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A man sits on a motorbike in front of a wall with a graffiti message at Mission Hospital in Bannu, in Khyber-Pakhtunkhwa province July 11, 2014. The Afghan Taliban have urged Muslims to avoid extremism and remain united, a message apparently aimed at the Islamic State (ISIL), which recently declared an Islamic caliphate in territory it controls in Iraq and Syria. (STRINGER/PAKISTAN/REUTERS)
A man sits on a motorbike in front of a wall with a graffiti message at Mission Hospital in Bannu, in Khyber-Pakhtunkhwa province July 11, 2014. The Afghan Taliban have urged Muslims to avoid extremism and remain united, a message apparently aimed at the Islamic State (ISIL), which recently declared an Islamic caliphate in territory it controls in Iraq and Syria. (STRINGER/PAKISTAN/REUTERS)

Canadian killed in Syria shown in new propaganda video Add to ...

A Canadian extremist killed fighting in Syria has surfaced in a posthumous propaganda video designed to draw more Canadians to the conflict.

“Come and join before the doors close,” says the man, who is identified as “Abu Muslim” of Northern Ontario.

The slick, 10-minute video was apparently recorded in Syria before his death in 2013. It is in English and interspersed with footage of the young man running into the firefight that killed him. Portions of it are stamped with the logo of the media arm of the Islamic State in Iraq and the Levant (ISIL).

Globe and Mail Update Jul. 16 2014, 3:01 PM EDT

Video: Canadian killed in Syria shown in new jihadist propaganda video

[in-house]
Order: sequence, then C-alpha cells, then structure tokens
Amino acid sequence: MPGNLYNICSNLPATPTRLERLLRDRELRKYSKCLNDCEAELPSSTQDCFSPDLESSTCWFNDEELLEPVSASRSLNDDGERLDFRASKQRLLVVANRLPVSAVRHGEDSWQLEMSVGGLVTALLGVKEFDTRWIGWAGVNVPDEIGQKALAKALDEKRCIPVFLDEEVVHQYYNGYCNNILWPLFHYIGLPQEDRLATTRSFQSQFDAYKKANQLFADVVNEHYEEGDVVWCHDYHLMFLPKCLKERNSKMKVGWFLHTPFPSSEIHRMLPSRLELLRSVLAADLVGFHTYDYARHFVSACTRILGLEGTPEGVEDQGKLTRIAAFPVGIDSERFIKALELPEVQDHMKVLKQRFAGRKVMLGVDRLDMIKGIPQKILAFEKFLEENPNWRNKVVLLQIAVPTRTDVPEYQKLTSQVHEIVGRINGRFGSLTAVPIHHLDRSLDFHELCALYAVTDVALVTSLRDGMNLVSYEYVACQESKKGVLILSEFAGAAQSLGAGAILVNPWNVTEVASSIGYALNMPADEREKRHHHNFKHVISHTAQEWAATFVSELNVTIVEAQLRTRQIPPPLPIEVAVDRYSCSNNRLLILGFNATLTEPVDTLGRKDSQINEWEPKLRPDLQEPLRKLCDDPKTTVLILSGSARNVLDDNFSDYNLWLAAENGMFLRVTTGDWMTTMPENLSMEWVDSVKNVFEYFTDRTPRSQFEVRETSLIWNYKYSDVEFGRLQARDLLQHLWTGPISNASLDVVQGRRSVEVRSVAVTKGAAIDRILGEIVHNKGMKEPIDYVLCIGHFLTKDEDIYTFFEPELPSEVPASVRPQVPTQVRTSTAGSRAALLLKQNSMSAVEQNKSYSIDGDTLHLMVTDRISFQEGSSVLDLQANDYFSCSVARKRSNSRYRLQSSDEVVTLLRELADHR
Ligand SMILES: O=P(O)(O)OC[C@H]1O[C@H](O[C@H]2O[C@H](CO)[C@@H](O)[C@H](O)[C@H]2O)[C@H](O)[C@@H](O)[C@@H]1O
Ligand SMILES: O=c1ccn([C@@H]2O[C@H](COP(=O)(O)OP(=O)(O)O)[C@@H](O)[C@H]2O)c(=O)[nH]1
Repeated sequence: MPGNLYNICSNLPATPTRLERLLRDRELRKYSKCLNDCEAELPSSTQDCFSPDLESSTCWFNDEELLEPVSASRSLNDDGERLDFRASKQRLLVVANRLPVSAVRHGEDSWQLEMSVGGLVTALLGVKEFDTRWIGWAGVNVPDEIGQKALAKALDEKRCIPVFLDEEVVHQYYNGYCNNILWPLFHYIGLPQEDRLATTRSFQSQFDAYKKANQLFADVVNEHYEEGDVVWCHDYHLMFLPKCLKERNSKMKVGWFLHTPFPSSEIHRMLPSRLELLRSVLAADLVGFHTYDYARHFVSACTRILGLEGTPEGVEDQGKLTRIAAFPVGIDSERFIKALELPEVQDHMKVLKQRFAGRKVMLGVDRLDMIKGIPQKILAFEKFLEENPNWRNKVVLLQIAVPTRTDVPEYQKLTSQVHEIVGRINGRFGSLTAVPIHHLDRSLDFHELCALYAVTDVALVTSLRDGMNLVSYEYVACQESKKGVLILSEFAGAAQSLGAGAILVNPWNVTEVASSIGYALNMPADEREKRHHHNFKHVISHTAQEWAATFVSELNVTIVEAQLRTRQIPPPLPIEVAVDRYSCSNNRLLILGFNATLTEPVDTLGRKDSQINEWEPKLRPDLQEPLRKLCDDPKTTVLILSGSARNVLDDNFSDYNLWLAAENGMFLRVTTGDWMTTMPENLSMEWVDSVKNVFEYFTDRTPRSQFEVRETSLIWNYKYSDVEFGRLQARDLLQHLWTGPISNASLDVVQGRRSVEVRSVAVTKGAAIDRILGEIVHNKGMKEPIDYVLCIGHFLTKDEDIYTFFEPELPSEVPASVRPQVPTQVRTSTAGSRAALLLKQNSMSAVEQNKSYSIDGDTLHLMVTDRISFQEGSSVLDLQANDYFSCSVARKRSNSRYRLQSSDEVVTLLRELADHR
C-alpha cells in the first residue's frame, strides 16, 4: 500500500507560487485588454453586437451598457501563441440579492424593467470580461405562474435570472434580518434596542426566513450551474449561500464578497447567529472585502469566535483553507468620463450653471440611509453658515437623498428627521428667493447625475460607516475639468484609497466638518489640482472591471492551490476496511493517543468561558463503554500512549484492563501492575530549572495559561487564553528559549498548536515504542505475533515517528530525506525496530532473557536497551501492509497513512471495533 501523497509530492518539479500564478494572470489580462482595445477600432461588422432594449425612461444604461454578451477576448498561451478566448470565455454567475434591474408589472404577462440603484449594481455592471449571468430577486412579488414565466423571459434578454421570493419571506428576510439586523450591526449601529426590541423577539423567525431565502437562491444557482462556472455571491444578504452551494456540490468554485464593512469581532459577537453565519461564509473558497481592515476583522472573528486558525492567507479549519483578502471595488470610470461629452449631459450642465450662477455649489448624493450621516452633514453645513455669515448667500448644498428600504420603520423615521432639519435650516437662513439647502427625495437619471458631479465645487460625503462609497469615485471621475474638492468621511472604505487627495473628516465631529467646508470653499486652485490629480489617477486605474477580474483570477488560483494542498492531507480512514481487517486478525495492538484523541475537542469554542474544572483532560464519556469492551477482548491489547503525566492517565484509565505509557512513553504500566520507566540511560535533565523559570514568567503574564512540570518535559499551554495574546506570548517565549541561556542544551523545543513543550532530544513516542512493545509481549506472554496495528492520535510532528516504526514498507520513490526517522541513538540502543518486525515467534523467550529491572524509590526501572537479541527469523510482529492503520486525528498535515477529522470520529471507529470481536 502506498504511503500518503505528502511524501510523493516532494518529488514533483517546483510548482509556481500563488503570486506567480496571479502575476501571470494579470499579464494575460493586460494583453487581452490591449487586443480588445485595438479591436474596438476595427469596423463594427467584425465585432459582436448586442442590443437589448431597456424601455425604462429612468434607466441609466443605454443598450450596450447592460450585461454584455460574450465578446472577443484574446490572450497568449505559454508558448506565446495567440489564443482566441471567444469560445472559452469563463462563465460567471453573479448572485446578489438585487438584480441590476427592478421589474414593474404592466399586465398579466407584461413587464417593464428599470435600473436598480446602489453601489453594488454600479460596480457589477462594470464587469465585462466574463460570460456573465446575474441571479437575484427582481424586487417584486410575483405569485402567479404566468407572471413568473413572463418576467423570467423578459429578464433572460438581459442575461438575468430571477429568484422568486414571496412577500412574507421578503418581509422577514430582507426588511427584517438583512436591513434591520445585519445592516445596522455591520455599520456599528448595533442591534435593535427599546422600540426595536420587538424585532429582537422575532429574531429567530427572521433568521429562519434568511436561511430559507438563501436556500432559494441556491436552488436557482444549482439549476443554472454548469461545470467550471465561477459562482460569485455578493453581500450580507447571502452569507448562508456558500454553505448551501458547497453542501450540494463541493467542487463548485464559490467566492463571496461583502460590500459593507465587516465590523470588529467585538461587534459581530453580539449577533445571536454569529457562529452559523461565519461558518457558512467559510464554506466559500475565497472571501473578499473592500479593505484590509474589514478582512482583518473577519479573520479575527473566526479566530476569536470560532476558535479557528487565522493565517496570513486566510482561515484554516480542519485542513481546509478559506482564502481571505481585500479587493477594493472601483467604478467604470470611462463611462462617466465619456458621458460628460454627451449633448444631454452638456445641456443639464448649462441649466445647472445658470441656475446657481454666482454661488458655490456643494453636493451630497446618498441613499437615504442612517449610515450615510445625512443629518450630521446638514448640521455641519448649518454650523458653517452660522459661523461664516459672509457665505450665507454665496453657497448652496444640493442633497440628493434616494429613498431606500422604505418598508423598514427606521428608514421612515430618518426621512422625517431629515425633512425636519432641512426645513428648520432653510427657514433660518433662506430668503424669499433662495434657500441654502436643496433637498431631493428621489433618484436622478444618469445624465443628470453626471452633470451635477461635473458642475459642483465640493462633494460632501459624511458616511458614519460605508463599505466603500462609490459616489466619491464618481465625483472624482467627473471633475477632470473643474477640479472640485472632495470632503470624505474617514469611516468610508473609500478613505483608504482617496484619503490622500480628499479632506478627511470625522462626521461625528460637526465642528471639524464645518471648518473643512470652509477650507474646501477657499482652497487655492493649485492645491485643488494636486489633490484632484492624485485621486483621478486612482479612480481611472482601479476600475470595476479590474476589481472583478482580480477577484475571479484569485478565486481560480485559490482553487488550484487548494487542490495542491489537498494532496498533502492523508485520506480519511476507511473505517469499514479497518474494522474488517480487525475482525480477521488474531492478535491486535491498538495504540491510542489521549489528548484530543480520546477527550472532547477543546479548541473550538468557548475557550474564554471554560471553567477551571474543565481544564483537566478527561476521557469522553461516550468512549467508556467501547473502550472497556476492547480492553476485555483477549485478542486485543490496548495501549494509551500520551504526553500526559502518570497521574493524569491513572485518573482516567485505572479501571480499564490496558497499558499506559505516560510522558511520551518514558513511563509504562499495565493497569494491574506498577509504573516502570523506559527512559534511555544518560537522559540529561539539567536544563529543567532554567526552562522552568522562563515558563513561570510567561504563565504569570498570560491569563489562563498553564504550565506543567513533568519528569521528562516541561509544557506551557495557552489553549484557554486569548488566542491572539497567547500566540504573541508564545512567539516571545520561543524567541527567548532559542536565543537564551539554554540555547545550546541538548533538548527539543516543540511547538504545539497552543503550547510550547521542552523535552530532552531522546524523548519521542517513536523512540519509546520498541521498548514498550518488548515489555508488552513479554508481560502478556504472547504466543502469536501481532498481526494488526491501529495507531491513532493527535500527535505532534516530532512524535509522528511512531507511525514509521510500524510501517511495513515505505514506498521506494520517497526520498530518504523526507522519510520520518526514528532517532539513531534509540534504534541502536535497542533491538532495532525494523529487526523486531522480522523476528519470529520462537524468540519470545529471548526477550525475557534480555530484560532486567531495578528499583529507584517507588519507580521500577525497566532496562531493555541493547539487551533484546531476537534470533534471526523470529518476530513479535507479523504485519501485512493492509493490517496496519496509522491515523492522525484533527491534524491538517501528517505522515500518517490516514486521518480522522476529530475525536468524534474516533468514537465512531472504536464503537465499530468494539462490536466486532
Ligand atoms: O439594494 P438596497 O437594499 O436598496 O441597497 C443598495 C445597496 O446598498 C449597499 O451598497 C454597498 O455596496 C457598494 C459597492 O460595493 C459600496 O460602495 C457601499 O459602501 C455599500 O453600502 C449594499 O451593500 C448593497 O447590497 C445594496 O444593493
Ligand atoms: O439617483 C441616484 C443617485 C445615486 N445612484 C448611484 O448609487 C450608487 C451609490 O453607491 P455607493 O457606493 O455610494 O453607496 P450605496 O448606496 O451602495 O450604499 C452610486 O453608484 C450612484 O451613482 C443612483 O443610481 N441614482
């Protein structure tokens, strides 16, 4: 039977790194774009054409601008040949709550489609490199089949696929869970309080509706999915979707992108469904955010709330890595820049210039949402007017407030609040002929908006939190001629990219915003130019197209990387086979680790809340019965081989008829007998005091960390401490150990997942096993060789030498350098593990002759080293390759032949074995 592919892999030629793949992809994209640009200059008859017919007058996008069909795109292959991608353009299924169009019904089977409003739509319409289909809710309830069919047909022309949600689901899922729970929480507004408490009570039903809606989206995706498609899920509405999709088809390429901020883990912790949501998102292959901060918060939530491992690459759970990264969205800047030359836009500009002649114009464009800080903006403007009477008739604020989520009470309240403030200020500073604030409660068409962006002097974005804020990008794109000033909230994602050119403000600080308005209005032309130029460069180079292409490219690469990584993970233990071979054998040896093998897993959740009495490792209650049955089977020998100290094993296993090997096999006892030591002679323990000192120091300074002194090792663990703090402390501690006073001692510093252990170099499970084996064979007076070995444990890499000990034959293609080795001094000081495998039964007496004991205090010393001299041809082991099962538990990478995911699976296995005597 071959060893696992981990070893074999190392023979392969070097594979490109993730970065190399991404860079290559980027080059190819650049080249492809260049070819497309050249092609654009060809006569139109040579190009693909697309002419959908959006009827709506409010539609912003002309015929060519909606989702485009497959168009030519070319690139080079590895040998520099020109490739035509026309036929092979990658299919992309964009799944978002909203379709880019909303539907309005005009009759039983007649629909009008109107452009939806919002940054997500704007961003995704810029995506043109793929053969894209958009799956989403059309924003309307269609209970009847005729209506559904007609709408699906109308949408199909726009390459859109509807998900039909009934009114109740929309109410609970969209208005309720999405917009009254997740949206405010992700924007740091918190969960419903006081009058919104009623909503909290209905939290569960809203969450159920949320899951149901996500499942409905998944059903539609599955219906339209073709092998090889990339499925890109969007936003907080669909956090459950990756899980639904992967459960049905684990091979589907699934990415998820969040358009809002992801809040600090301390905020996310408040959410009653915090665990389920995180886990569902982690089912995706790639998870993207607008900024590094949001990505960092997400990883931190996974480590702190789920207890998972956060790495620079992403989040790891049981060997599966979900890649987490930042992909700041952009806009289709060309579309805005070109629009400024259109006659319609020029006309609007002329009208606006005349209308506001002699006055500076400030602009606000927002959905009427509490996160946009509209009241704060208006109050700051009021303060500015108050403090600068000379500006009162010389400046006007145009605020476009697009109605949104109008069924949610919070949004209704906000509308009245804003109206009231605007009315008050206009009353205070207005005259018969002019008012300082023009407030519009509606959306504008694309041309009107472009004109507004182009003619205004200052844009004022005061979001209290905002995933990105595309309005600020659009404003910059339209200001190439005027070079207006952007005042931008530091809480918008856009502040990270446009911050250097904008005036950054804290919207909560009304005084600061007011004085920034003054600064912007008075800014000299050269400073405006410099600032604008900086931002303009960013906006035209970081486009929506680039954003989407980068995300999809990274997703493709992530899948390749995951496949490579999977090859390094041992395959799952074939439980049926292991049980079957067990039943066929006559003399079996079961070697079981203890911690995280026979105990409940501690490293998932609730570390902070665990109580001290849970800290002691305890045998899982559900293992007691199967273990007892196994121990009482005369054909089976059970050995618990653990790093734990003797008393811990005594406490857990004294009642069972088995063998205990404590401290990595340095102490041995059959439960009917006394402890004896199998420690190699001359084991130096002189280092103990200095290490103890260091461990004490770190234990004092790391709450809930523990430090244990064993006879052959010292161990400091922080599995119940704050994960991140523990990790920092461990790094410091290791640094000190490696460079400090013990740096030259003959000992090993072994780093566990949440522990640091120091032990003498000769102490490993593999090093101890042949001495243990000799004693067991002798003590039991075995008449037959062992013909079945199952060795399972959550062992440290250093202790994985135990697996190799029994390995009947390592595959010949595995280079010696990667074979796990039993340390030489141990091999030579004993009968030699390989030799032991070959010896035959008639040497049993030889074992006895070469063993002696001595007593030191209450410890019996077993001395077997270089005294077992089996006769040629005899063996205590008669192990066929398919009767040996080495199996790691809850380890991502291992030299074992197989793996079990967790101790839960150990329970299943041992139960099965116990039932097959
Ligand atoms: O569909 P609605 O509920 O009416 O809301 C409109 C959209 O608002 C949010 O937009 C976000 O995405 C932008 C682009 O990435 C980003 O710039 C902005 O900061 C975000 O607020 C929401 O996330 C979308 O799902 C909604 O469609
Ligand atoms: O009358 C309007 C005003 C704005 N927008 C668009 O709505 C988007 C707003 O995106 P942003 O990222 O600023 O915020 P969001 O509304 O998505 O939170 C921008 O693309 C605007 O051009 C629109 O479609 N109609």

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A version of the video is being released through the SITE Intelligence Group, a Maryland-based organization that keeps tabs on jihadist propaganda.

Early this year, Ottawa intelligence officials publicly estimated that 130 Canadian extremists have joined the overseas conflicts, many of them gravitating to Syria and Iraq. Several Westerners, including Canadians, have reportedly died fighting with ISIL over the past year. The group is seeking reinforcements, circulating propaganda videos to the West as a recruitment tool.

“Before Islam I was like any other regular Canadian. I watched hockey. I went to the cottage in the summertime. I loved to fish.… I was an everyday, regular Canadian before Islam,” says the young man, wearing a goatee and tinted sunglasses.

He speaks of how he made $2,000 a month in Canada as a “street janitor” and converted to Islam more than six years ago. He moved to the Middle East to join the Syrian conflict. He says he got married and was expecting a child.

“It’s not like I was some social outcast. Or some anarchist. Or somebody who just wanted to destroy the world and kill everybody,” he says in the video interview. “… I was a regular person. Mujahadeen [holy warriors] are regular people too.… We have lives outside of our job.”

“Life in Canada was good,” he says. “But at the end of the day, it’s still Dar al Kufr [Land of Disbelief]…”

Footage from a January CBC item about the man is spliced into the propaganda video. The footage shows CBC-generated Canadian court documents that identify him as Andre Richard Omer Poulin of Timmins, Ont. The Globe and Mail has not independently verified his identity.

The final scenes of the video close with footage of the young man running into a firefight, as ISIL rebels vie for control of a military airport in Syria last summer. His crumpled body is shown in the final frames.

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